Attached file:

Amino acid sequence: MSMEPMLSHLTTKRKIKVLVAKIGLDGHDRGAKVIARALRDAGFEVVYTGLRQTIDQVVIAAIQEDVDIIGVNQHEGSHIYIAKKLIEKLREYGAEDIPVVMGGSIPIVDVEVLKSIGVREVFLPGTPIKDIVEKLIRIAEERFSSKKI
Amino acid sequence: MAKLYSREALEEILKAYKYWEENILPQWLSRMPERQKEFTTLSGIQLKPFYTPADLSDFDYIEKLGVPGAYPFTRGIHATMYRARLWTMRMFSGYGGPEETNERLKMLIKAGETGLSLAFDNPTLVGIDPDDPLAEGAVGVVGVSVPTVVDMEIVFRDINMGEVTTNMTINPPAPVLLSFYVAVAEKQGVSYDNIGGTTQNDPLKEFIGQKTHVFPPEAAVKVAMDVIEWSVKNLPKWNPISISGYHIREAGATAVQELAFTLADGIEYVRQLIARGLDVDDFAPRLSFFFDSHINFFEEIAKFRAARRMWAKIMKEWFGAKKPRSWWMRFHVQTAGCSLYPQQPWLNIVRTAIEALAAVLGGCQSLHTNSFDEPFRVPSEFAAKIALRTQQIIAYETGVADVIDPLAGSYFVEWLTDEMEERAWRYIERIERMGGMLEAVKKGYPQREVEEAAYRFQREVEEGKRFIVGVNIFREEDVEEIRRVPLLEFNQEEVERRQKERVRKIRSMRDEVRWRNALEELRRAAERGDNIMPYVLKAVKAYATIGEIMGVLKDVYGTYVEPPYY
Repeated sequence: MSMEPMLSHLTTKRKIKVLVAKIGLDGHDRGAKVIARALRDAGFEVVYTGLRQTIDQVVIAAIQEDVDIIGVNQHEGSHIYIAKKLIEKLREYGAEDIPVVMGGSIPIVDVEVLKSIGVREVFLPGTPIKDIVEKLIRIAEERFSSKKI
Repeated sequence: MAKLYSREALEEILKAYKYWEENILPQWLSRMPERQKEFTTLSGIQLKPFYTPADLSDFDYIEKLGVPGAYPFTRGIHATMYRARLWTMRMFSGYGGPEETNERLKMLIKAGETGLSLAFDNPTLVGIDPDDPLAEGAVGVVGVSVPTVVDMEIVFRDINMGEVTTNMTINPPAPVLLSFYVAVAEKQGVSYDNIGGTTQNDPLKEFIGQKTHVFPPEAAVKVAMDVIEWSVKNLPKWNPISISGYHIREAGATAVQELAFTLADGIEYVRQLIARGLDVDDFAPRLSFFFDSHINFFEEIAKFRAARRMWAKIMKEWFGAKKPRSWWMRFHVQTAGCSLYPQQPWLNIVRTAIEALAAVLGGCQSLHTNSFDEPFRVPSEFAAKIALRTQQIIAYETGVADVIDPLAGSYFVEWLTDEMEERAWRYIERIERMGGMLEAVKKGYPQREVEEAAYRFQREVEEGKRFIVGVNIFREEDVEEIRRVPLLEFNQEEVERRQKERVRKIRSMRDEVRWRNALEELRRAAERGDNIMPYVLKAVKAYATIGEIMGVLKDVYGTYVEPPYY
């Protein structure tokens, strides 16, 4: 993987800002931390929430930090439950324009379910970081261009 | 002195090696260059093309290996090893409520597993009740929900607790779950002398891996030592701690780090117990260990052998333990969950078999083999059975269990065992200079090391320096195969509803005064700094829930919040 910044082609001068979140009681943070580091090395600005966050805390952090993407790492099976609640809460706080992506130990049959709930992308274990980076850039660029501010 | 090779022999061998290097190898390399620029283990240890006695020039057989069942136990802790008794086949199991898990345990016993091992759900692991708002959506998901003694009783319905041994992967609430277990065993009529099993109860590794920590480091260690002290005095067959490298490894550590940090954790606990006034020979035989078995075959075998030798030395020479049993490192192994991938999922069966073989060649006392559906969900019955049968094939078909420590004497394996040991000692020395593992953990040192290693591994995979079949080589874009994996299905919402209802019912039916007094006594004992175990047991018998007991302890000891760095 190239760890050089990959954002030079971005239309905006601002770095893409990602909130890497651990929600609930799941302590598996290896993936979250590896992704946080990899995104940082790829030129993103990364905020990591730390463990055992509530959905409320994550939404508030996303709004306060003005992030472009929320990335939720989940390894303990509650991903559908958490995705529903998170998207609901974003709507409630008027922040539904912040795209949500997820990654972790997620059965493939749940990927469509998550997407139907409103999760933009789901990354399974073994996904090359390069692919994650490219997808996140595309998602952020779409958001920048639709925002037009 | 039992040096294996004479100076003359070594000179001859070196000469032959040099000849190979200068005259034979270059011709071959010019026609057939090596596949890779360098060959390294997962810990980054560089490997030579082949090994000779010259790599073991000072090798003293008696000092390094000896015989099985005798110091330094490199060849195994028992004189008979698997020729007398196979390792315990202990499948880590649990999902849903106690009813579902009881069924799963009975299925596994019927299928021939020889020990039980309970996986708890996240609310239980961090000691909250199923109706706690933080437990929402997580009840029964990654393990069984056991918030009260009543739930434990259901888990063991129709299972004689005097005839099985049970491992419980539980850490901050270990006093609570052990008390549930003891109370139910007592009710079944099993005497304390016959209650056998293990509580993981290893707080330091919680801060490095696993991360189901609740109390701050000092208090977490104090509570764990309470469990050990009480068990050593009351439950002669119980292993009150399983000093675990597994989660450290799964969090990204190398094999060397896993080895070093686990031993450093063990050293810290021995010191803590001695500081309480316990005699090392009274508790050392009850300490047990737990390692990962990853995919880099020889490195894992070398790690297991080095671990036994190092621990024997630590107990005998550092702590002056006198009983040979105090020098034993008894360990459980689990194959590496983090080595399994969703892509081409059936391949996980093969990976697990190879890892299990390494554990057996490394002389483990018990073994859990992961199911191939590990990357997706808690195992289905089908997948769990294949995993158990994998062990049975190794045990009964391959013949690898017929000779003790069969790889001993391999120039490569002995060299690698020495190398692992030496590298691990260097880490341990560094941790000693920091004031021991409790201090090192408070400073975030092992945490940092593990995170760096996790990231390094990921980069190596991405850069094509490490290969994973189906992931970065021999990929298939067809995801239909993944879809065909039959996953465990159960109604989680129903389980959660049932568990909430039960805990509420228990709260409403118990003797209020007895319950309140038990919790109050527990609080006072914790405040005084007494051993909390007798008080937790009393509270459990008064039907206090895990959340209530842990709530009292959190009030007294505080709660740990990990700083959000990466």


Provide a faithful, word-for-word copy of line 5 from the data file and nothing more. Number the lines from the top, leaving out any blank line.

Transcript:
């Protein structure tokens, strides 16, 4: 993987800002931390929430930090439950324009379910970081261009 | 002195090696260059093309290996090893409520597993009740929900607790779950002398891996030592701690780090117990260990052998333990969950078999083999059975269990065992200079090391320096195969509803005064700094829930919040 910044082609001068979140009681943070580091090395600005966050805390952090993407790492099976609640809460706080992506130990049959709930992308274990980076850039660029501010 | 090779022999061998290097190898390399620029283990240890006695020039057989069942136990802790008794086949199991898990345990016993091992759900692991708002959506998901003694009783319905041994992967609430277990065993009529099993109860590794920590480091260690002290005095067959490298490894550590940090954790606990006034020979035989078995075959075998030798030395020479049993490192192994991938999922069966073989060649006392559906969900019955049968094939078909420590004497394996040991000692020395593992953990040192290693591994995979079949080589874009994996299905919402209802019912039916007094006594004992175990047991018998007991302890000891760095 190239760890050089990959954002030079971005239309905006601002770095893409990602909130890497651990929600609930799941302590598996290896993936979250590896992704946080990899995104940082790829030129993103990364905020990591730390463990055992509530959905409320994550939404508030996303709004306060003005992030472009929320990335939720989940390894303990509650991903559908958490995705529903998170998207609901974003709507409630008027922040539904912040795209949500997820990654972790997620059965493939749940990927469509998550997407139907409103999760933009789901990354399974073994996904090359390069692919994650490219997808996140595309998602952020779409958001920048639709925002037009 | 039992040096294996004479100076003359070594000179001859070196000469032959040099000849190979200068005259034979270059011709071959010019026609057939090596596949890779360098060959390294997962810990980054560089490997030579082949090994000779010259790599073991000072090798003293008696000092390094000896015989099985005798110091330094490199060849195994028992004189008979698997020729007398196979390792315990202990499948880590649990999902849903106690009813579902009881069924799963009975299925596994019927299928021939020889020990039980309970996986708890996240609310239980961090000691909250199923109706706690933080437990929402997580009840029964990654393990069984056991918030009260009543739930434990259901888990063991129709299972004689005097005839099985049970491992419980539980850490901050270990006093609570052990008390549930003891109370139910007592009710079944099993005497304390016959209650056998293990509580993981290893707080330091919680801060490095696993991360189901609740109390701050000092208090977490104090509570764990309470469990050990009480068990050593009351439950002669119980292993009150399983000093675990597994989660450290799964969090990204190398094999060397896993080895070093686990031993450093063990050293810290021995010191803590001695500081309480316990005699090392009274508790050392009850300490047990737990390692990962990853995919880099020889490195894992070398790690297991080095671990036994190092621990024997630590107990005998550092702590002056006198009983040979105090020098034993008894360990459980689990194959590496983090080595399994969703892509081409059936391949996980093969990976697990190879890892299990390494554990057996490394002389483990018990073994859990992961199911191939590990990357997706808690195992289905089908997948769990294949995993158990994998062990049975190794045990009964391959013949690898017929000779003790069969790889001993391999120039490569002995060299690698020495190398692992030496590298691990260097880490341990560094941790000693920091004031021991409790201090090192408070400073975030092992945490940092593990995170760096996790990231390094990921980069190596991405850069094509490490290969994973189906992931970065021999990929298939067809995801239909993944879809065909039959996953465990159960109604989680129903389980959660049932568990909430039960805990509420228990709260409403118990003797209020007895319950309140038990919790109050527990609080006072914790405040005084007494051993909390007798008080937790009393509270459990008064039907206090895990959340209530842990709530009292959190009030007294505080709660740990990990700083959000990466």